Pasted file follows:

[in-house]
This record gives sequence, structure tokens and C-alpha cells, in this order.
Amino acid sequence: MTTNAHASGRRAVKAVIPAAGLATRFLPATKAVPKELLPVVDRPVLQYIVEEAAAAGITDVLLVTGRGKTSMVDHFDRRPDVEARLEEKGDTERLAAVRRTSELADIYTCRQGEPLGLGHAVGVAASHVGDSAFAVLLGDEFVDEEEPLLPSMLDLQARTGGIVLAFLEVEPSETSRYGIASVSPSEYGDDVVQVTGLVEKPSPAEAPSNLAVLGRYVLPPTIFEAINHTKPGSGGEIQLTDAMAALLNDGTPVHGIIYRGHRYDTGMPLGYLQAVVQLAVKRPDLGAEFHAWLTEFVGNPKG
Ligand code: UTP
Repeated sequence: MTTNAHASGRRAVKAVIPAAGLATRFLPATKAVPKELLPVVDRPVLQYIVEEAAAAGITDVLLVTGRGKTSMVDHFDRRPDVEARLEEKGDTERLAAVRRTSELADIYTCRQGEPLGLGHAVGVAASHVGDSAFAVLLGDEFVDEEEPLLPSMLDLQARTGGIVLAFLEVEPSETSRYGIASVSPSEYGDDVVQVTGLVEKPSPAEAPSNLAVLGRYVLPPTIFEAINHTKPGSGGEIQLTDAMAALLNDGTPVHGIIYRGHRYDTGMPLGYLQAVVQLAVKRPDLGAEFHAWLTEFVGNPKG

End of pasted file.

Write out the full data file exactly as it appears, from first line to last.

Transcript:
[in-house]
This record gives sequence, structure tokens and C-alpha cells, in this order.
Amino acid sequence: MTTNAHASGRRAVKAVIPAAGLATRFLPATKAVPKELLPVVDRPVLQYIVEEAAAAGITDVLLVTGRGKTSMVDHFDRRPDVEARLEEKGDTERLAAVRRTSELADIYTCRQGEPLGLGHAVGVAASHVGDSAFAVLLGDEFVDEEEPLLPSMLDLQARTGGIVLAFLEVEPSETSRYGIASVSPSEYGDDVVQVTGLVEKPSPAEAPSNLAVLGRYVLPPTIFEAINHTKPGSGGEIQLTDAMAALLNDGTPVHGIIYRGHRYDTGMPLGYLQAVVQLAVKRPDLGAEFHAWLTEFVGNPKG
Ligand code: UTP
Repeated sequence: MTTNAHASGRRAVKAVIPAAGLATRFLPATKAVPKELLPVVDRPVLQYIVEEAAAAGITDVLLVTGRGKTSMVDHFDRRPDVEARLEEKGDTERLAAVRRTSELADIYTCRQGEPLGLGHAVGVAASHVGDSAFAVLLGDEFVDEEEPLLPSMLDLQARTGGIVLAFLEVEPSETSRYGIASVSPSEYGDDVVQVTGLVEKPSPAEAPSNLAVLGRYVLPPTIFEAINHTKPGSGGEIQLTDAMAALLNDGTPVHGIIYRGHRYDTGMPLGYLQAVVQLAVKRPDLGAEFHAWLTEFVGNPKG